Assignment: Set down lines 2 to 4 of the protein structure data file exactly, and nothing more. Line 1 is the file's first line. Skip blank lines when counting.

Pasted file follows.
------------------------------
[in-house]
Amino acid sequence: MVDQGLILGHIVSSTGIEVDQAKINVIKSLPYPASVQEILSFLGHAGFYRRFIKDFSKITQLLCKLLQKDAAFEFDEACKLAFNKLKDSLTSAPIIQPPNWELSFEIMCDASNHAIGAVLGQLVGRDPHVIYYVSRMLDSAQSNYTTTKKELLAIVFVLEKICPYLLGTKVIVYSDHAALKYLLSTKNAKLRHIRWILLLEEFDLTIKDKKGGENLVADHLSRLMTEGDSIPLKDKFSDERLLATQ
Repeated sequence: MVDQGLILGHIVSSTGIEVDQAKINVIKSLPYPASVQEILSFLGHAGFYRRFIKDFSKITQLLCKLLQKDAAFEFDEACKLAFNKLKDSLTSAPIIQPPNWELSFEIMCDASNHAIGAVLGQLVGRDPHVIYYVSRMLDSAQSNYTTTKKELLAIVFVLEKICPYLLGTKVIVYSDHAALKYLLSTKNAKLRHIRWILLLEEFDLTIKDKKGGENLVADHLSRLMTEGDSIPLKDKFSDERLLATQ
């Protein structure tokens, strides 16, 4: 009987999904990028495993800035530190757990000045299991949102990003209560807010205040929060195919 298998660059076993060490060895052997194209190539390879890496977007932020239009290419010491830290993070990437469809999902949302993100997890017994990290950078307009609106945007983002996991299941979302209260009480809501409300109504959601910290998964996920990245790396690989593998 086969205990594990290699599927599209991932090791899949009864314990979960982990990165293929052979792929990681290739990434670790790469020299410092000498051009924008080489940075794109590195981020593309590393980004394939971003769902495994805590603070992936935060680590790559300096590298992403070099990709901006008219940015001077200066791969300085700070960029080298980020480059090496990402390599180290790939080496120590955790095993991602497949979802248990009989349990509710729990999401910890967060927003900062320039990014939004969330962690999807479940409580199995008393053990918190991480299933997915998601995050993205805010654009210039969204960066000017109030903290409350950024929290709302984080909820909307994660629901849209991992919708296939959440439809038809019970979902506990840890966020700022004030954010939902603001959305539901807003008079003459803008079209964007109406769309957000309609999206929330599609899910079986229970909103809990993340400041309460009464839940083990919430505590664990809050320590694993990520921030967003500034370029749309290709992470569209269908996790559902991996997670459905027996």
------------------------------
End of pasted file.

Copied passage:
Amino acid sequence: MVDQGLILGHIVSSTGIEVDQAKINVIKSLPYPASVQEILSFLGHAGFYRRFIKDFSKITQLLCKLLQKDAAFEFDEACKLAFNKLKDSLTSAPIIQPPNWELSFEIMCDASNHAIGAVLGQLVGRDPHVIYYVSRMLDSAQSNYTTTKKELLAIVFVLEKICPYLLGTKVIVYSDHAALKYLLSTKNAKLRHIRWILLLEEFDLTIKDKKGGENLVADHLSRLMTEGDSIPLKDKFSDERLLATQ
Repeated sequence: MVDQGLILGHIVSSTGIEVDQAKINVIKSLPYPASVQEILSFLGHAGFYRRFIKDFSKITQLLCKLLQKDAAFEFDEACKLAFNKLKDSLTSAPIIQPPNWELSFEIMCDASNHAIGAVLGQLVGRDPHVIYYVSRMLDSAQSNYTTTKKELLAIVFVLEKICPYLLGTKVIVYSDHAALKYLLSTKNAKLRHIRWILLLEEFDLTIKDKKGGENLVADHLSRLMTEGDSIPLKDKFSDERLLATQ
């Protein structure tokens, strides 16, 4: 009987999904990028495993800035530190757990000045299991949102990003209560807010205040929060195919 298998660059076993060490060895052997194209190539390879890496977007932020239009290419010491830290993070990437469809999902949302993100997890017994990290950078307009609106945007983002996991299941979302209260009480809501409300109504959601910290998964996920990245790396690989593998 086969205990594990290699599927599209991932090791899949009864314990979960982990990165293929052979792929990681290739990434670790790469020299410092000498051009924008080489940075794109590195981020593309590393980004394939971003769902495994805590603070992936935060680590790559300096590298992403070099990709901006008219940015001077200066791969300085700070960029080298980020480059090496990402390599180290790939080496120590955790095993991602497949979802248990009989349990509710729990999401910890967060927003900062320039990014939004969330962690999807479940409580199995008393053990918190991480299933997915998601995050993205805010654009210039969204960066000017109030903290409350950024929290709302984080909820909307994660629901849209991992919708296939959440439809038809019970979902506990840890966020700022004030954010939902603001959305539901807003008079003459803008079209964007109406769309957000309609999206929330599609899910079986229970909103809990993340400041309460009464839940083990919430505590664990809050320590694993990520921030967003500034370029749309290709992470569209269908996790559902991996997670459905027996």